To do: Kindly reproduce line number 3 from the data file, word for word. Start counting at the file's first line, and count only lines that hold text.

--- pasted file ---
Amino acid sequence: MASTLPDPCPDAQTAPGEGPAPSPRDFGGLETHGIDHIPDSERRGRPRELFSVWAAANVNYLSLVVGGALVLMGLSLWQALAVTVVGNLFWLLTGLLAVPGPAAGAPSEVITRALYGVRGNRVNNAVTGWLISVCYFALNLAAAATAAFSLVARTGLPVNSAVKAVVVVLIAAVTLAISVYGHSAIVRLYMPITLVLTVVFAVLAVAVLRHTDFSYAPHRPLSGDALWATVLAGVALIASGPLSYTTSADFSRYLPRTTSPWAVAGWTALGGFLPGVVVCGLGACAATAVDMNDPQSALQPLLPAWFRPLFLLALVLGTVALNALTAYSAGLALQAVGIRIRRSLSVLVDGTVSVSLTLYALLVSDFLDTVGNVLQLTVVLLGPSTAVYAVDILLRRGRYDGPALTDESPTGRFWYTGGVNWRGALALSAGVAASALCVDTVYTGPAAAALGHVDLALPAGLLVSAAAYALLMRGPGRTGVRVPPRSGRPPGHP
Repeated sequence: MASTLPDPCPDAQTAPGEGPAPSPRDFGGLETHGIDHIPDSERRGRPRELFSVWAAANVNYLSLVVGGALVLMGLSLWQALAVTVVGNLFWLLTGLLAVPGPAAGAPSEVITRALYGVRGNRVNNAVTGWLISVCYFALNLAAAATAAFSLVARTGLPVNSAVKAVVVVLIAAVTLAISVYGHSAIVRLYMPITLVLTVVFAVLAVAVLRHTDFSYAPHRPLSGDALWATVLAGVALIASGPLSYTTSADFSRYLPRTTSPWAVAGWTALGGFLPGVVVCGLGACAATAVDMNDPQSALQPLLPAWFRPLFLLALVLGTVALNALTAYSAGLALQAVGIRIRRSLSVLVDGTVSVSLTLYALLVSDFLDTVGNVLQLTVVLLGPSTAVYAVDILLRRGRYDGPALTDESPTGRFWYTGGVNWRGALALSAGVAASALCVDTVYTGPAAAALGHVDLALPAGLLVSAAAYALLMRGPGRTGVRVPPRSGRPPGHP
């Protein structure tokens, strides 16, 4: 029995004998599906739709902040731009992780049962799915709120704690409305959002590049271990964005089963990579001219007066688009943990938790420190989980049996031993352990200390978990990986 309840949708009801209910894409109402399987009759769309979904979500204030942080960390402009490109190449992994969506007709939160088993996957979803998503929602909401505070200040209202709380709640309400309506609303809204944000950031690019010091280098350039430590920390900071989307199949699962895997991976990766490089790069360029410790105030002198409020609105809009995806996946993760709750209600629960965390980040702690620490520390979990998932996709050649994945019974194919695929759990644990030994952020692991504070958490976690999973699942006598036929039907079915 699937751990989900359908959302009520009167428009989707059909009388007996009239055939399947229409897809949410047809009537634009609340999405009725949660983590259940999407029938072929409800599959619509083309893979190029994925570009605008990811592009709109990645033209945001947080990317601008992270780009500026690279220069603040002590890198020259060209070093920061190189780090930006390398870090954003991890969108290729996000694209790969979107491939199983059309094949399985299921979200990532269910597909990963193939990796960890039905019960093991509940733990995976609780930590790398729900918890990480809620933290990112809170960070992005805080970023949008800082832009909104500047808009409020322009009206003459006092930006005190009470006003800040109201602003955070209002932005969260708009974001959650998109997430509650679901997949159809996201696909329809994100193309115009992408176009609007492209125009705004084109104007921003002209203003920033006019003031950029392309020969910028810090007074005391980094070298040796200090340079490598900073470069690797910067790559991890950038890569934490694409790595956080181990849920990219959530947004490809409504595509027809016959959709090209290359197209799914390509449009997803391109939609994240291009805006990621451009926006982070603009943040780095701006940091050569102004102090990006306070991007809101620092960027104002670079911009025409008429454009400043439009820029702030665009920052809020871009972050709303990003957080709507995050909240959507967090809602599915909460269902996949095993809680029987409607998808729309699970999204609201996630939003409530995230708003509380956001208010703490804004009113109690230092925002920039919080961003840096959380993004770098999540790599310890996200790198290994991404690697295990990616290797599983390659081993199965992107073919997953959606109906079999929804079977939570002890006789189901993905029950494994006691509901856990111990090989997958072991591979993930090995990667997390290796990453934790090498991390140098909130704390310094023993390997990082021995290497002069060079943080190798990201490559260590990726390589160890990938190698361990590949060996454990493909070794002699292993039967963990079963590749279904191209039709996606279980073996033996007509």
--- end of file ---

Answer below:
């Protein structure tokens, strides 16, 4: 029995004998599906739709902040731009992780049962799915709120704690409305959002590049271990964005089963990579001219007066688009943990938790420190989980049996031993352990200390978990990986 309840949708009801209910894409109402399987009759769309979904979500204030942080960390402009490109190449992994969506007709939160088993996957979803998503929602909401505070200040209202709380709640309400309506609303809204944000950031690019010091280098350039430590920390900071989307199949699962895997991976990766490089790069360029410790105030002198409020609105809009995806996946993760709750209600629960965390980040702690620490520390979990998932996709050649994945019974194919695929759990644990030994952020692991504070958490976690999973699942006598036929039907079915 699937751990989900359908959302009520009167428009989707059909009388007996009239055939399947229409897809949410047809009537634009609340999405009725949660983590259940999407029938072929409800599959619509083309893979190029994925570009605008990811592009709109990645033209945001947080990317601008992270780009500026690279220069603040002590890198020259060209070093920061190189780090930006390398870090954003991890969108290729996000694209790969979107491939199983059309094949399985299921979200990532269910597909990963193939990796960890039905019960093991509940733990995976609780930590790398729900918890990480809620933290990112809170960070992005805080970023949008800082832009909104500047808009409020322009009206003459006092930006005190009470006003800040109201602003955070209002932005969260708009974001959650998109997430509650679901997949159809996201696909329809994100193309115009992408176009609007492209125009705004084109104007921003002209203003920033006019003031950029392309020969910028810090007074005391980094070298040796200090340079490598900073470069690797910067790559991890950038890569934490694409790595956080181990849920990219959530947004490809409504595509027809016959959709090209290359197209799914390509449009997803391109939609994240291009805006990621451009926006982070603009943040780095701006940091050569102004102090990006306070991007809101620092960027104002670079911009025409008429454009400043439009820029702030665009920052809020871009972050709303990003957080709507995050909240959507967090809602599915909460269902996949095993809680029987409607998808729309699970999204609201996630939003409530995230708003509380956001208010703490804004009113109690230092925002920039919080961003840096959380993004770098999540790599310890996200790198290994991404690697295990990616290797599983390659081993199965992107073919997953959606109906079999929804079977939570002890006789189901993905029950494994006691509901856990111990090989997958072991591979993930090995990667997390290796990453934790090498991390140098909130704390310094023993390997990082021995290497002069060079943080190798990201490559260590990726390589160890990938190698361990590949060996454990493909070794002699292993039967963990079963590749279904191209039709996606279980073996033996007509």